The Managerial Styles Within The Catering Industry

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Faculty of Architecture, Computing & Humanities Department of the Built Environment Course: principles of Management Course Co-ordinator: M Rhoden Assignment: 1 A critical comparison to the managerial styles within the catering industry with that of the companies within the built environment Author: David Tiernan Student No: 000879221-6 20th November 2015 1. Introduction This report critically compares the key management theories and management style differences between the catering and construction sectors. It identifies core differences within the industries and the difference in approach required for each to deliver one’s own service. the diference in the “product” which is being delivered by both sectors…show more content…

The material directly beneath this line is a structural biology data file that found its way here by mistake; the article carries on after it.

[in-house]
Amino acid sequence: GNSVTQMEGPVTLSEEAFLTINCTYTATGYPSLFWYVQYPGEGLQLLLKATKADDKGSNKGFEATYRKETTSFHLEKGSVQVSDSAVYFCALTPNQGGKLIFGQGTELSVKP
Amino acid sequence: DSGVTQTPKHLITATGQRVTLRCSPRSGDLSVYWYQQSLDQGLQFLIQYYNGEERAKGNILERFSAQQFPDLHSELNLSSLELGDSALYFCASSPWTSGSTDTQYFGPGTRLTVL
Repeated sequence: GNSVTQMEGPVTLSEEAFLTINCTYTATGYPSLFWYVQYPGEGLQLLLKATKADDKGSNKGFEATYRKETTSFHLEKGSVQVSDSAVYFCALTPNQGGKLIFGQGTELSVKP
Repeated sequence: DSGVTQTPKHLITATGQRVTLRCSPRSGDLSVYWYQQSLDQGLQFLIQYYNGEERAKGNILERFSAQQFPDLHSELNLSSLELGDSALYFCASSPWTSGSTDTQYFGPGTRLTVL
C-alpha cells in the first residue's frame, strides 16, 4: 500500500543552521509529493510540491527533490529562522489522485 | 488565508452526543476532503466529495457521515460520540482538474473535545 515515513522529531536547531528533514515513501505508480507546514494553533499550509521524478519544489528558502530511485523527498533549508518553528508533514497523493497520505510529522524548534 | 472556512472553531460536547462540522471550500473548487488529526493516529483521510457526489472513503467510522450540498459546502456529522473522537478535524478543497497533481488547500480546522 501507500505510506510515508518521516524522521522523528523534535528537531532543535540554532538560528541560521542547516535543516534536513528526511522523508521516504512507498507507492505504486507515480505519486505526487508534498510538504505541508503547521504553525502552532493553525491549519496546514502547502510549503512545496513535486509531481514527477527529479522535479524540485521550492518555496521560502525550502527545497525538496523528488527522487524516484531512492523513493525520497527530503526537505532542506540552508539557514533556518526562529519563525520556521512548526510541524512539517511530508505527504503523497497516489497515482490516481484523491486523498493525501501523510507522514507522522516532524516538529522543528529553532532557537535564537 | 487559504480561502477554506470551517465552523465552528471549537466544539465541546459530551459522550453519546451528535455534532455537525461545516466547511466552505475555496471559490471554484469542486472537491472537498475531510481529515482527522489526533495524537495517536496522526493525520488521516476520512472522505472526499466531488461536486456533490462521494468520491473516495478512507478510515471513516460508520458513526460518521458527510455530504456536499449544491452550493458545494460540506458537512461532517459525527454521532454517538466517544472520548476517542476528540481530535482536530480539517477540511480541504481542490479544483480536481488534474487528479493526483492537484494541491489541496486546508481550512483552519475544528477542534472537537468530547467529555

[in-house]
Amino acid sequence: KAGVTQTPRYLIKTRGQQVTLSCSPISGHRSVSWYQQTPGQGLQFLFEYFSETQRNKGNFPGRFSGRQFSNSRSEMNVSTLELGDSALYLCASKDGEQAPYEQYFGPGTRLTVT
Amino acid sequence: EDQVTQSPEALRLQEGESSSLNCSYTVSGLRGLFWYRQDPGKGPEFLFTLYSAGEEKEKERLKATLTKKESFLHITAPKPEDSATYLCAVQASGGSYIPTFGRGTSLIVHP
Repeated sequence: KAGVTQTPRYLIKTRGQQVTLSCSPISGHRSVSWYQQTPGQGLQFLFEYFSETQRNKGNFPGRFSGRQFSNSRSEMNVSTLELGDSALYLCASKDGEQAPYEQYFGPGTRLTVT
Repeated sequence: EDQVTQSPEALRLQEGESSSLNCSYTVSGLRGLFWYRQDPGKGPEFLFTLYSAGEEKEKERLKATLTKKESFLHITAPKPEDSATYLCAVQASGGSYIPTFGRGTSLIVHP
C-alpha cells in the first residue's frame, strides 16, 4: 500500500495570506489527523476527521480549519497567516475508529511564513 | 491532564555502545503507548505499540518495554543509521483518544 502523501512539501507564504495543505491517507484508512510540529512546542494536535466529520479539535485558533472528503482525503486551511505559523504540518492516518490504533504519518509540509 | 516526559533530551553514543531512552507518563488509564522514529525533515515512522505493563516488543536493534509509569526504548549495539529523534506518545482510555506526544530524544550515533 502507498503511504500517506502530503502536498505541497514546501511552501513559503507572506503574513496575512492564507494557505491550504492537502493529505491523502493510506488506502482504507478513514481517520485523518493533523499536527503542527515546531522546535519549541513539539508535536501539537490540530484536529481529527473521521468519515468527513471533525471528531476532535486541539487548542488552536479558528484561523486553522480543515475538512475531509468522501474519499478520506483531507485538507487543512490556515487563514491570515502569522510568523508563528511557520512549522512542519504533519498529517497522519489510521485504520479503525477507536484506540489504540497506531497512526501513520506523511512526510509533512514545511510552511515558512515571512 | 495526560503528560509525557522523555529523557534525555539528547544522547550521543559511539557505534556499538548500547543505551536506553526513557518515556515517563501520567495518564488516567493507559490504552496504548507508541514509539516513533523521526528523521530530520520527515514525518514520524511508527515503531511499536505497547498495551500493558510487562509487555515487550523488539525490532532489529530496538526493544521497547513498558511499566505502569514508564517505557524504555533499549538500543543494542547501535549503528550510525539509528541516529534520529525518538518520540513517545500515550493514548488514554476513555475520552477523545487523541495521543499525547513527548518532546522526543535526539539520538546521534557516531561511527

3. Management Theories & Styles 3.1 Theory X and Autocratic Management style The catering industry has long being attributed to the autocratic style with its low pay, poor working conditions, speedy service and high staff turnover. When analysing the theory aspect the Mc Gregor Theory X & Y is the most obvious example to use for the purpose of this report. According to (Businessballs 2013) Mc Gregors ideas suggest that there are two fundamental approaches to managing people. Many managers tend towards theory X and generally get poor results. Enlightened managers use theory Y, which produces better performance and results and allows people to grow and develop. Theory X managers are widely associated with an authoritative management style. The autocratic leadership style is best used in situations where control is necessary, often where there is little margin for error. When conditions are dangerous, rigid rules can keep people out of harm’s way. Many times, the subordinate staff is inexperienced or unfamiliar with the type of work and heavy oversight is necessary (CIOB 2015). A theory X manager instinctively adopts an autocratic management style because he assumes amongst other negative features that people are lazy and wish to avoid responsibility (Walker 1984). Autocratic decisions may undermine work
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